Clare Island revisited

The Clare Island Survey of 1909-11 was the first biological survey of a specific area in the world

The Clare Island Survey of 1909-11 was the first biological survey of a specific area in the world. Now the researchers are returning there, reports Eileen Battersby

Years ahead of its time and the outcome of scholarly passion and curiosity, the Clare Island Survey remains the most ambitious natural history project embarked on in Ireland. It was also the first major biological survey of a specific area undertaken anywhere in the world. Yet it all began with commendably selfless Edwardian understatement. Its presiding genius, Robert Lloyd Praeger (1865-1953), an engineer by training and botanist by desire, led a remarkable team of scientists, gifted amateur naturalists and professional researchers between the years 1909 and 1911 on what was to become a unique multidisciplinary study.

Its findings, published by the Royal Irish Academy at a cost of £1,000 in April 1915, almost exactly one year to the day before the Easter Rising, was not only a tribute to Praeger's vision and organisational skills, it was the culmination of what was the golden age of Irish natural history studies.

Since then, it has inspired subsequent generations of Irish scholars in a variety of disciplines from geology, to archaeology, botany, social history and the study of place names.

Now, almost a century later, the specialists of today, including archaeologists, art historians and wall-painting conservators, have returned to the study of Clare Island, again under the auspices of the Royal Irish Academy, and this time with the benefits of modern technology. To date, some 26 individual studies on a range of subjects have been completed. The intention is not so much to challenge the existing scholarship as to monitor a century of environmental and cultural change as well as make new discoveries.

Next Saturday, Volume 2 of the New Survey of Clare Island: Geology, published by the RIA, will be launched by Mary Robinson in Westport, Co Mayo. The opening volume, History and Cultural Landscape, including period photographs, many dating from the time of the first survey, is already available. Included in it is the background to the survey, an examination of island folk life, an essay on the impact from 1895 of the Congested Districts Board and a brilliant analysis of place names. The new survey series will continue with further instalments on archaeology, botany and zoology.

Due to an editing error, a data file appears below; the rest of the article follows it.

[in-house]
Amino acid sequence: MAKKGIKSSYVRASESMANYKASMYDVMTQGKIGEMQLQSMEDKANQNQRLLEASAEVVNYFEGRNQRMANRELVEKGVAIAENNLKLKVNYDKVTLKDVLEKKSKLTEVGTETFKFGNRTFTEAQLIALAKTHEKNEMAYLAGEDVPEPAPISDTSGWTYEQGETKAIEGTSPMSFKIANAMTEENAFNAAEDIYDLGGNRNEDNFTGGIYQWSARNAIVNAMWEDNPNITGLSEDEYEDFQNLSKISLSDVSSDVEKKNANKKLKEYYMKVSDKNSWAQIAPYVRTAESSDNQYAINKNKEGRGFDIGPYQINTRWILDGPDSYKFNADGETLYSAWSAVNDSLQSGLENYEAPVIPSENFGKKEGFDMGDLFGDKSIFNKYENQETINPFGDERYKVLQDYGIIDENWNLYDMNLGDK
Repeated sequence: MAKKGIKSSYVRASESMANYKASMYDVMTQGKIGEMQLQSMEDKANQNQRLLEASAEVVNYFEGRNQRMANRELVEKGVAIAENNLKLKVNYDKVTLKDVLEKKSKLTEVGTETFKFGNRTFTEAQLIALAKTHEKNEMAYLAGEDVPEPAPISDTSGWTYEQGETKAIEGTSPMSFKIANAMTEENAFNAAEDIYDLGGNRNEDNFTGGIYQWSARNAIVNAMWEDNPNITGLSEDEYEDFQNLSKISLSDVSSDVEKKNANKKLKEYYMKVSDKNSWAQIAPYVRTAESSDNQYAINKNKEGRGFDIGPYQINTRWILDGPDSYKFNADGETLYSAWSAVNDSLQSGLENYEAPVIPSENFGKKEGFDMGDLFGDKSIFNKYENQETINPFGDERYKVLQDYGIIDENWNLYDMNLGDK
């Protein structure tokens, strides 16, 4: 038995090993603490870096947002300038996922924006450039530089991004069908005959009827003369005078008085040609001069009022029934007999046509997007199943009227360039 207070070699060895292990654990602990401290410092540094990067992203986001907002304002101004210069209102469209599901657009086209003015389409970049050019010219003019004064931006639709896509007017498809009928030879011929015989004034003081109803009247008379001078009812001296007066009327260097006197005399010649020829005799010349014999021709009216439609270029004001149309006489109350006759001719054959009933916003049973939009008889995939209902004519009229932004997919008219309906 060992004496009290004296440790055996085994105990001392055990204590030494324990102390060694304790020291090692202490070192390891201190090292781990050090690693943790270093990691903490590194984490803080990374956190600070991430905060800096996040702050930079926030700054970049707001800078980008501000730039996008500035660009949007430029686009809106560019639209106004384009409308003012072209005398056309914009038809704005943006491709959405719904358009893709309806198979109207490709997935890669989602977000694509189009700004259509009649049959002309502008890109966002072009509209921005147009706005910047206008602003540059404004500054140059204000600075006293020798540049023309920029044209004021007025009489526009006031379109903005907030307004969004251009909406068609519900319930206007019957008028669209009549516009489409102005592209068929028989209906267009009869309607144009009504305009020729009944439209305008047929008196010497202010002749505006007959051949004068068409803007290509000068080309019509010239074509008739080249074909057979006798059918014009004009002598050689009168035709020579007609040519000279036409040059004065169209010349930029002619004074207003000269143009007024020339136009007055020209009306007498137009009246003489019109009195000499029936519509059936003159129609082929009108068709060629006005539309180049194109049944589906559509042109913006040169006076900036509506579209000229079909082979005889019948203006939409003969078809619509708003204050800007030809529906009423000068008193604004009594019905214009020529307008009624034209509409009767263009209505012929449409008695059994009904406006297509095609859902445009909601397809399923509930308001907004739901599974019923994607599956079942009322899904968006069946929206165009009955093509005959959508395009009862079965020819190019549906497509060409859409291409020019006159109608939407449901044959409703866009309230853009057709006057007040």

Today, many visitors travel to the west Mayo island by one or other of the two rival ferries. On the quayside, dogs wander about. On summer days, swimmers dive from the pier, while tourists take photographs, residents discuss a football match. It is still possible to get some sense of daily life as lived by the community on the island. Well before Praeger's time, a hotel had been established. Clare Island is developing but is not overly commercialised.

Overlooking the harbour, stands a three-storey castle with side passages on the third floor. Believed by many to have been built by the notorious pirate queen, Grace O'Malley, the castle was altered during the 19th century but is now derelict, although the ruins seem secure enough to withstand any gale.

Covering an area of 1,600 hectares (a little more than six square miles), the almost entirely cliff-bordered island lies some three miles from the mainland, across the entrance of Clew Bay. Most of the cultivated land is found towards its eastern end. The western side of the island is bare, subject to high winds and dominated by the high ridge of Croaghmore Mountain. The scenery is spectacular and the history dense. Most interestingly of all, the island's fascinating geological history has, in the course of 500 million years, helped to create a diverse topography. The island displays five major rock groupings and numerous minor intrusions. Clare Island also bears the marks of thousands of years of human occupation. For Praeger, editing the 67 reports would occupy six years of his spare time. The three volumes are both his achievement and his legacy.